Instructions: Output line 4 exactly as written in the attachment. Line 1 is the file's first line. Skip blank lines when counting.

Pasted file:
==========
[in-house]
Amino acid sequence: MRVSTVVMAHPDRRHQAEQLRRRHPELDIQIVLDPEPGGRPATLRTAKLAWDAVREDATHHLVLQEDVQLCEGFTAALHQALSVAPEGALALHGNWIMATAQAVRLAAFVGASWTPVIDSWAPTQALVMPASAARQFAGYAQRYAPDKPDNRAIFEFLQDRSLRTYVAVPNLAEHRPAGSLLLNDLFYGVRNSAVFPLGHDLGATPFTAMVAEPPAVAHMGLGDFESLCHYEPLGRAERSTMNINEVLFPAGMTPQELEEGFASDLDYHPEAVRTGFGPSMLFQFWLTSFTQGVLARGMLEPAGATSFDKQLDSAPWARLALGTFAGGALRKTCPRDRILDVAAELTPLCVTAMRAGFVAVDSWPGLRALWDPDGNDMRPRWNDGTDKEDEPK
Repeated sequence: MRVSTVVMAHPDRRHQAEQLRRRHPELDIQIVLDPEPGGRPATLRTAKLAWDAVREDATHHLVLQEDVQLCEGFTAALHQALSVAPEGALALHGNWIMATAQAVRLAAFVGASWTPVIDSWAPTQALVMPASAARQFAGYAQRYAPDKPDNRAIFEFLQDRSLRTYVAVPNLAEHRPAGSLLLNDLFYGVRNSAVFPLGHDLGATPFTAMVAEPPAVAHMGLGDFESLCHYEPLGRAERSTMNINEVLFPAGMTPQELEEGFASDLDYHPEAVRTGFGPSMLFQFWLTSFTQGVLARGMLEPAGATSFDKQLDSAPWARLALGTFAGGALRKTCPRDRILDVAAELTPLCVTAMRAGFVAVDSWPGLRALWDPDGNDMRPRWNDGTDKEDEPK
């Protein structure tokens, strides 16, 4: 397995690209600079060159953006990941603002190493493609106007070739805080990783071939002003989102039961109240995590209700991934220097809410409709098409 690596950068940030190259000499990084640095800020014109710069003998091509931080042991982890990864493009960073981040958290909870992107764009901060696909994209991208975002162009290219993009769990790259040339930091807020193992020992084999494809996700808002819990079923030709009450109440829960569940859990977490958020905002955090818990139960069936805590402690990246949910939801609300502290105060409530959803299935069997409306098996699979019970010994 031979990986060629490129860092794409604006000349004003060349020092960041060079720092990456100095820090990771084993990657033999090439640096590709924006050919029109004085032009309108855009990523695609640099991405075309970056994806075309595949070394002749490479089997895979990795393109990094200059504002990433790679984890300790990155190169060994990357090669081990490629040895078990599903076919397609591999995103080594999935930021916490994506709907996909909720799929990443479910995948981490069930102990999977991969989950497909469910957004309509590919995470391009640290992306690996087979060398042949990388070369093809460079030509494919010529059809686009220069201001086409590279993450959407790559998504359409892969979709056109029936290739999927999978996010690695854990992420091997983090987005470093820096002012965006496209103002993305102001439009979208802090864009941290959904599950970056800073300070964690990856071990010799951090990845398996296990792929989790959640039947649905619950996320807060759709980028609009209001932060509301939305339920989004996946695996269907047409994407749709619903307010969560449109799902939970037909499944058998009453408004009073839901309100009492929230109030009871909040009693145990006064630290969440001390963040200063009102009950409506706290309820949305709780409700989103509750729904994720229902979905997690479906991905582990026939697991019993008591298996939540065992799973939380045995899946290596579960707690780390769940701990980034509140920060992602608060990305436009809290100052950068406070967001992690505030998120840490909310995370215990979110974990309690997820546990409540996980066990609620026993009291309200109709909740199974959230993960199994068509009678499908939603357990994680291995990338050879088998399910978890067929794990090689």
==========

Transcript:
């Protein structure tokens, strides 16, 4: 397995690209600079060159953006990941603002190493493609106007070739805080990783071939002003989102039961109240995590209700991934220097809410409709098409 690596950068940030190259000499990084640095800020014109710069003998091509931080042991982890990864493009960073981040958290909870992107764009901060696909994209991208975002162009290219993009769990790259040339930091807020193992020992084999494809996700808002819990079923030709009450109440829960569940859990977490958020905002955090818990139960069936805590402690990246949910939801609300502290105060409530959803299935069997409306098996699979019970010994 031979990986060629490129860092794409604006000349004003060349020092960041060079720092990456100095820090990771084993990657033999090439640096590709924006050919029109004085032009309108855009990523695609640099991405075309970056994806075309595949070394002749490479089997895979990795393109990094200059504002990433790679984890300790990155190169060994990357090669081990490629040895078990599903076919397609591999995103080594999935930021916490994506709907996909909720799929990443479910995948981490069930102990999977991969989950497909469910957004309509590919995470391009640290992306690996087979060398042949990388070369093809460079030509494919010529059809686009220069201001086409590279993450959407790559998504359409892969979709056109029936290739999927999978996010690695854990992420091997983090987005470093820096002012965006496209103002993305102001439009979208802090864009941290959904599950970056800073300070964690990856071990010799951090990845398996296990792929989790959640039947649905619950996320807060759709980028609009209001932060509301939305339920989004996946695996269907047409994407749709619903307010969560449109799902939970037909499944058998009453408004009073839901309100009492929230109030009871909040009693145990006064630290969440001390963040200063009102009950409506706290309820949305709780409700989103509750729904994720229902979905997690479906991905582990026939697991019993008591298996939540065992799973939380045995899946290596579960707690780390769940701990980034509140920060992602608060990305436009809290100052950068406070967001992690505030998120840490909310995370215990979110974990309690997820546990409540996980066990609620026993009291309200109709909740199974959230993960199994068509009678499908939603357990994680291995990338050879088998399910978890067929794990090689």